by Ian Richardson

august 2015 story of the month
Artwork: Wild Hunt by Valin Mattheis

The clatter of passing trains shook the walls of the earth den. Before the track there had been the line of the canal, with its barges and clop of horseshoe on the towpath, which itself had replaced a stream lined with pussy willow when the only disturbance had been fish breaching the water. Things change.

Some things.

The police had called: flashing a photo, asking if the child had been seen or a vehicle driving too slowly. We looked at the photo held at arm’s length in front of us, the boy with fine golden hair and milk-toothed smile, happy in his blue school sweatshirt, still bright in its first week of reception class wear.

"Could we search? If there's a search, then, if I can, I'd like..."

It had waited in the dark. As all children knew it did, it hid motionless in the long pools of darkness that collected in corners and behind doors. Returning night after night, patient in the hunt.

The mother hardly spoke now. In the beginning she hadn't been able to stop talking. Asking how long it would be, telling the policewoman who sat uncomfortably on her sofa that she knew he would be back soon. She knew he would, she would know if anything had happened. She would never let him out after dark, she would never do that, but he'd been playing football and the coach watched over them and he was supposed to wait and his dad would be there to pick him up, but he hadn't been there and his dad had shouted and looked and then called the police on his mobile, screaming at the operator in his fear and now...

And now it should be bedtime and she had his book. His new favourite. She held it to her chest as she rocked in her armchair. On the front, a fox, dressed in children's clothes of primary colours, walked hand in hand with a rabbit.

"He'll want to know what Mr Fox did next. I promised him. I told him we'd find out tonight what Mr Fox did."

As it glided along through the park, the dark thing saw its quarry. The last dimmed light pointing at the boy on the football pitch as if he alone existed. He stood apart, still in his shorts and chunky boots, looking lost now that the game was finished and the other children were leaving.

It listened and watched, heard the prey named and saw him isolated. Slipping out from the trees it ghosted at the edge of the light. It raised a hand and beckoned. What child could tell a friendly smile from the bared teeth of a hunter?

"He loves all the fairy stories," she said. "Stupid when you think of it, living here. What does a London kid know about fairy stories? But that's all he wanted... wants to hear about, stories with talking animals and ogres. He'll be alright? There are gangs and allsorts. I've seen them in the park selling drugs. They wouldn't hurt him would they? He's only little, no one would hurt him." In her arms Mr Fox and his rabbit friend waited.

It had been so quick. The grown-up in the hoody had waved him over and then there was a hand on his mouth, bruising his lip, and his arm twisted up high behind his back, so hard he thought his shoulder ripped. He'd squealed but a huge meaty slap knocked his head back and the rusty taste of blood was in his mouth. Then he was dangling, half-lifted in the air and the toes of his boots scraped along the soil as he was dragged from the path.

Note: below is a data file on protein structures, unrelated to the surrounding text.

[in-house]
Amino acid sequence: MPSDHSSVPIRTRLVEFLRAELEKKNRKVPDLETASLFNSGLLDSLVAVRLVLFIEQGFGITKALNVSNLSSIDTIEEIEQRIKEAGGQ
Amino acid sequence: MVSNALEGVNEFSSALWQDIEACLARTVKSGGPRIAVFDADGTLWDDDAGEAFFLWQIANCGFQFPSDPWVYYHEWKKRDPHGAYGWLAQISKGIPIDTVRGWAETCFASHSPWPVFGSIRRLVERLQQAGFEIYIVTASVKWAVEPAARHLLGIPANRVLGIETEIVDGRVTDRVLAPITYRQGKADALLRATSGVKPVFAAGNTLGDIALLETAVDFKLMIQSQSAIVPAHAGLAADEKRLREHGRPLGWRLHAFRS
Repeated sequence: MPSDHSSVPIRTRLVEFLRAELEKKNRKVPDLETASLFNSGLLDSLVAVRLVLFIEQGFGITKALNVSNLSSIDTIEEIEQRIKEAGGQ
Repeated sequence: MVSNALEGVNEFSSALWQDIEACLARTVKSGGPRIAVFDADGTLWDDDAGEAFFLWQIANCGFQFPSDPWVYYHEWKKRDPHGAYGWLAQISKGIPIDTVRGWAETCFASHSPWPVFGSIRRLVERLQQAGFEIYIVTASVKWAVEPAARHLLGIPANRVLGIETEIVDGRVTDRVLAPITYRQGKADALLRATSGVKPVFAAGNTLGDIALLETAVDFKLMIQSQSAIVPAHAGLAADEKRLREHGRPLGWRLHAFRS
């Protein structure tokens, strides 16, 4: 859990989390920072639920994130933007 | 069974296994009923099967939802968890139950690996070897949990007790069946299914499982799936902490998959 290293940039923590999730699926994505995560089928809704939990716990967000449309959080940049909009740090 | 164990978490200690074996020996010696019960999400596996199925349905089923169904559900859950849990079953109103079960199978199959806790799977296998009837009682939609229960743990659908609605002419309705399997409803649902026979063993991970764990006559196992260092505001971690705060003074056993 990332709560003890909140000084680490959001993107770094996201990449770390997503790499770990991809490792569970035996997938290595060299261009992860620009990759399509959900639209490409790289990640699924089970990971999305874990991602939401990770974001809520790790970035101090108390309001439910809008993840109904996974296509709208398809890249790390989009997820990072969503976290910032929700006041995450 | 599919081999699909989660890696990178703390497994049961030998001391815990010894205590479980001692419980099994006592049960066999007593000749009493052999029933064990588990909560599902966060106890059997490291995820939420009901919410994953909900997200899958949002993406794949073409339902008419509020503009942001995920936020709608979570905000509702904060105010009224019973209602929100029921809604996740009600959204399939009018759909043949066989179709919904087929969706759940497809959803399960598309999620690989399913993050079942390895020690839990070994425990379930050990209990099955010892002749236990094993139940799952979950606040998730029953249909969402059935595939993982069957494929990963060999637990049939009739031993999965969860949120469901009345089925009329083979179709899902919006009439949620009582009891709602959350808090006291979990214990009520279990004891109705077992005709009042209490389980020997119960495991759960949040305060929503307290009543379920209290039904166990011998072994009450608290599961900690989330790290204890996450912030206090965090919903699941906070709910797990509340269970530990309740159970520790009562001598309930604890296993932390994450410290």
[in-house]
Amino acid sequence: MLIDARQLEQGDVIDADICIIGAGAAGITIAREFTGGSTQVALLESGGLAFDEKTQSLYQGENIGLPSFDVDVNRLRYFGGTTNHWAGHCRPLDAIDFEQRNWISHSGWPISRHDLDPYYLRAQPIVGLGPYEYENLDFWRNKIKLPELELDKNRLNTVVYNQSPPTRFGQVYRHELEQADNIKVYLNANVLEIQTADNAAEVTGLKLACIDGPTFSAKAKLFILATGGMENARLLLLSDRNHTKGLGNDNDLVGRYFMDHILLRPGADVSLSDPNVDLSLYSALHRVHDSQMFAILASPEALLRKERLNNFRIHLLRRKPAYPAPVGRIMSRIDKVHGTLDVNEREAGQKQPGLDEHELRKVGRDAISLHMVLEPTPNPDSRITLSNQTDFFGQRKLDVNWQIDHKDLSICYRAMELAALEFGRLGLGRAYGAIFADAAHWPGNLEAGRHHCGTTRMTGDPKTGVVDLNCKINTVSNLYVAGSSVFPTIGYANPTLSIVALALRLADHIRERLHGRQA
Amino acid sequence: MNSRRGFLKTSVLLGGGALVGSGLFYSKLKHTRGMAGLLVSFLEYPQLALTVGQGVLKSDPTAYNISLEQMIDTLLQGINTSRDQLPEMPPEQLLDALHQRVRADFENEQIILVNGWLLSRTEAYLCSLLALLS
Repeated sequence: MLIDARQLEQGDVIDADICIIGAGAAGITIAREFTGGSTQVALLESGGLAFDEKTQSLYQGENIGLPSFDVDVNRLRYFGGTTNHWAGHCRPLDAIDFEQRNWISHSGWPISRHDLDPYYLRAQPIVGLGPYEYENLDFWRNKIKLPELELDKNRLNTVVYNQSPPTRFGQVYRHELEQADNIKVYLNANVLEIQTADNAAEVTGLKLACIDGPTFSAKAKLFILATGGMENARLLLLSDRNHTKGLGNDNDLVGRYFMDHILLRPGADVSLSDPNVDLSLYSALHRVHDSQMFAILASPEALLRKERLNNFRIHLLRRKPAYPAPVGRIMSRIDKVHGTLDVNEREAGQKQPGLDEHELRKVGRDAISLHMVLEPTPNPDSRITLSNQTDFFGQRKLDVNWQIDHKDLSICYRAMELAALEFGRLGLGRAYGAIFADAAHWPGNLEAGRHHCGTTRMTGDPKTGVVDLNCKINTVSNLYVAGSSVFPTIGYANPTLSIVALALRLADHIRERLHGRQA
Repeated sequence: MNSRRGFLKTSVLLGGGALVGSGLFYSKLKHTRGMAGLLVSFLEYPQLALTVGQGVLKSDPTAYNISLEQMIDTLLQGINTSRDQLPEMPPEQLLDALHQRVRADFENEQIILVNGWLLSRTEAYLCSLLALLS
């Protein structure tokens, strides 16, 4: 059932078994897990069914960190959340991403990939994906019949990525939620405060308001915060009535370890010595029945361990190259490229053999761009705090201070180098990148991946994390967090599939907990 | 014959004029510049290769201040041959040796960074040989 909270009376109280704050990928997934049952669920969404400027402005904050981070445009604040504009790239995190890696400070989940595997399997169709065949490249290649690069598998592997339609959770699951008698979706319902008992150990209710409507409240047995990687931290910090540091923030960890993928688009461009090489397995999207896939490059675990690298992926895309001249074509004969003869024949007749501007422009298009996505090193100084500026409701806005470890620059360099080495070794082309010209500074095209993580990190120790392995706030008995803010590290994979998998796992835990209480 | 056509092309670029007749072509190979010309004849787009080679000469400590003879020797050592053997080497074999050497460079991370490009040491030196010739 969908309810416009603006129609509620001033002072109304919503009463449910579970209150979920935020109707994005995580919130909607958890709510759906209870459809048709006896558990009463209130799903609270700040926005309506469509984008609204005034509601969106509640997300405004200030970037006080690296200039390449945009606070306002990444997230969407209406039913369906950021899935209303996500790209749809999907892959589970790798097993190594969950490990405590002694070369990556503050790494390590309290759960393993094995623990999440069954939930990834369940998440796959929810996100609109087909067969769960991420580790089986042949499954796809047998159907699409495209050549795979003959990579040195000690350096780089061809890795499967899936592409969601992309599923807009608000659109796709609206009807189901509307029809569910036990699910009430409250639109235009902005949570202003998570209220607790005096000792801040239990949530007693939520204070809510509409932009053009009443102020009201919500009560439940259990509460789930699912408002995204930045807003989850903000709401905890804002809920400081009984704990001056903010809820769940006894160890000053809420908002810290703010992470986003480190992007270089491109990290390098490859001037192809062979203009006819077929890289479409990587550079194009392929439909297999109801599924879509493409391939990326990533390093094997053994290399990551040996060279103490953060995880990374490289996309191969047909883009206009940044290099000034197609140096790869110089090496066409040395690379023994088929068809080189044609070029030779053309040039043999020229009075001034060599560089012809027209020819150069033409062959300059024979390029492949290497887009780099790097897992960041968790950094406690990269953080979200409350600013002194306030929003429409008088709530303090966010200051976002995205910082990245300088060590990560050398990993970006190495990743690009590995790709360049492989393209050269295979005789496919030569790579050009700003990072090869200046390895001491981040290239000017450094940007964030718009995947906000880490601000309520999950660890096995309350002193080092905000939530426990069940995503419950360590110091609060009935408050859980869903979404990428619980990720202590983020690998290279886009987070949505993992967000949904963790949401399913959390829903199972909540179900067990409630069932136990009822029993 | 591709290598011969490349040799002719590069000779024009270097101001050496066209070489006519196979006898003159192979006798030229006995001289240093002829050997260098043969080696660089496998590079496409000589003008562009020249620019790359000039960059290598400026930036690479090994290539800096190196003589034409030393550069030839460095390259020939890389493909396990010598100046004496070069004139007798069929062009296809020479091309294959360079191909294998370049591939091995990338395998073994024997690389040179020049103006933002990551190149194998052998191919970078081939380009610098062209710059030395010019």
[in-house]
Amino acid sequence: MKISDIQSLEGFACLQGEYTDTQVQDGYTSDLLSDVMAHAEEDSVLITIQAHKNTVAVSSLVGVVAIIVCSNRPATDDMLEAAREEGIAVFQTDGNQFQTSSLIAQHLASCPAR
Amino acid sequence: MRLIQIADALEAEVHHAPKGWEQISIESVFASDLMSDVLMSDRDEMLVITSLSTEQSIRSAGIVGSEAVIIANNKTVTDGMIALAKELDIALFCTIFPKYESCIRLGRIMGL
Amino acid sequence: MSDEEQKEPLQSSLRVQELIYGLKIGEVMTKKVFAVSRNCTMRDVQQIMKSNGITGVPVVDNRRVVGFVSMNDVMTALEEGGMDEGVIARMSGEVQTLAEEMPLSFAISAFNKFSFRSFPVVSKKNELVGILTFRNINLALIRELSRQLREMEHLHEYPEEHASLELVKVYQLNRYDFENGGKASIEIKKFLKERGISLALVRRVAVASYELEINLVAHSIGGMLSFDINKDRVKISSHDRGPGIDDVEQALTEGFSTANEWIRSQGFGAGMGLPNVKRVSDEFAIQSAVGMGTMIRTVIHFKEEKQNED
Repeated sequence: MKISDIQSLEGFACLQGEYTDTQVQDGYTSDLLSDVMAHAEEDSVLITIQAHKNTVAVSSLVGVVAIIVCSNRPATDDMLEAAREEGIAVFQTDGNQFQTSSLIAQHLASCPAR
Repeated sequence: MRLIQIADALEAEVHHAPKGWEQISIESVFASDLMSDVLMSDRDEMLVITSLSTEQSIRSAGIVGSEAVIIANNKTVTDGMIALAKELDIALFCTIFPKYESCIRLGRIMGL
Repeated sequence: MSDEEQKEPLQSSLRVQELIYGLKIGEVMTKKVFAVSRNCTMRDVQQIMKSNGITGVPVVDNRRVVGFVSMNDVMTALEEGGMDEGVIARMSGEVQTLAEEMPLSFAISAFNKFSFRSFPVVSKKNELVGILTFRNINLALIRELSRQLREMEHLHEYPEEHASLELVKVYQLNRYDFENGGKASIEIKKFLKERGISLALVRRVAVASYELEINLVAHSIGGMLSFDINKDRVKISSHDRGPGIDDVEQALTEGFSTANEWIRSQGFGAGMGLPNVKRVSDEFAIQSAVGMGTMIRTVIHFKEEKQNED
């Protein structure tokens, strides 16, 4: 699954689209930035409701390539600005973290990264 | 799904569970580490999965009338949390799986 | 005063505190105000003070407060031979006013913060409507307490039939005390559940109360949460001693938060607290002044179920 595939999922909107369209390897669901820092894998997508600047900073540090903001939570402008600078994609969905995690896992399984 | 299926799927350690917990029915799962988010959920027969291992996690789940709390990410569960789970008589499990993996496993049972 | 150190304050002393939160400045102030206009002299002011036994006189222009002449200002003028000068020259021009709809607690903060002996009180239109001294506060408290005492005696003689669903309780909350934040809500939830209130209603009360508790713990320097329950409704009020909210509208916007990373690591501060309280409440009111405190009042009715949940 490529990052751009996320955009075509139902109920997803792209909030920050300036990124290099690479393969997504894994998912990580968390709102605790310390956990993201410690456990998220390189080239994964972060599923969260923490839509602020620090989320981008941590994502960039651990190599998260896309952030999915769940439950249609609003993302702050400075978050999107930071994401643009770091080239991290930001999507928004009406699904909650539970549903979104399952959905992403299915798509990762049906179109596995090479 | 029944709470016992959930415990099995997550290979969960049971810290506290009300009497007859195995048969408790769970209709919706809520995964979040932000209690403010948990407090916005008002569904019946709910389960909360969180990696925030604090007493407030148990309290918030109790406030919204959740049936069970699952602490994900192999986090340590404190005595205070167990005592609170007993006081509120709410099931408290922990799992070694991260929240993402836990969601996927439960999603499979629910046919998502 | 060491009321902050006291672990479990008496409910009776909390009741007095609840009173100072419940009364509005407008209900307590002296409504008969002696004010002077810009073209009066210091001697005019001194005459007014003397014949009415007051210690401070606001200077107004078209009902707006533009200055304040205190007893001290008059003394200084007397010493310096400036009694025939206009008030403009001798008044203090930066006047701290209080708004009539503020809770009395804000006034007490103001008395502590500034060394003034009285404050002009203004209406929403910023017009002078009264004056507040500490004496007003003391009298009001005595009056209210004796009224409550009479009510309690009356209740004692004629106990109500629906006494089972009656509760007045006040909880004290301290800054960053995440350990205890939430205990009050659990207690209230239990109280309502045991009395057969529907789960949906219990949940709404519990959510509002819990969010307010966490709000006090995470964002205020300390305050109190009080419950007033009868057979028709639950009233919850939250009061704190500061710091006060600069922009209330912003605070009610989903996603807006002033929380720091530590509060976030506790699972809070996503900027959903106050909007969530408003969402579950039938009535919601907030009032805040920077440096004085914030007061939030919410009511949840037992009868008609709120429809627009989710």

It had struck. Out of the dark it had taken the boy. Now it dragged him through the gap where the torn links of the fence opened onto the tracks. Down embankments into the deep dark, down under the brick bridge that was its real home, down where it was quiet and it could play the games it liked to play.

"Just be quiet," it lied, "just you do what I tell you and you'll be alright."

The boy saw its face. Sweat ran down from its hairless head. It panted fast, as if it had run a long way. He knew it.

"Mr Peters?"

Mr Peters from the newsagents, who always said, "Hallo, young man. Are you courting yet? I bet the girls all think you're a little prince!" and laughed for no reason.

From the dark bushes came a snap. Mr Peters pushed him against a tree and pressed a hand over his mouth again. Please, please let someone be there.

From the dark, eyes stared out, unblinking.

"Effing vermin! Go on, get out!" hissed Peters, but to the boy the eyes seemed to grow larger, until they were as big as saucers. His head buzzed from the blow.

Peters swung an arm at empty air, "Get on out! Get away!"

From the dark the fox emerged. Even in the night its thick fur shone deep red and glistened. Peters broke a switch from the nearest bush and advanced, dragging the boy behind him. The boy stared into the yellow eyes.

"Please, "he whispered, "Please."

The fox bared its sharp white teeth and watched Peters.

His mother couldn't say anything. Not since the police had come to tell her had she spoken. Every time words came acid rose in her throat and displaced them. Instead she just kneeled on the ground and held her boy in her arms as if she could fuse him to her.

"It's alright, mum," he said, "Mr Fox came."

In his den Fox listened to the sound of trains. He remembered it all, when the land was green and the great deer ran through the woods and they all chased with Herne—Fox and Wolf and Hound side by side and matching stride—and they hunted down the dark things. Fox didn't forget. He licked his lips and bit down on a flesh-hung bone, gnawing with pleasure.

BIO: Ian Richardson is a London based writer who resumed writing around four years ago after a near death incident. There were no bright lights or tunnels involved. His work has received professional rehearsed readings in literary festivals and events and two of his traditional British Pantos have been performed in Community Theatre runs. He has an older YA short story due to be published in an anthology Hex Support late in 2015. He can be contacted at Writerista@outlook.com.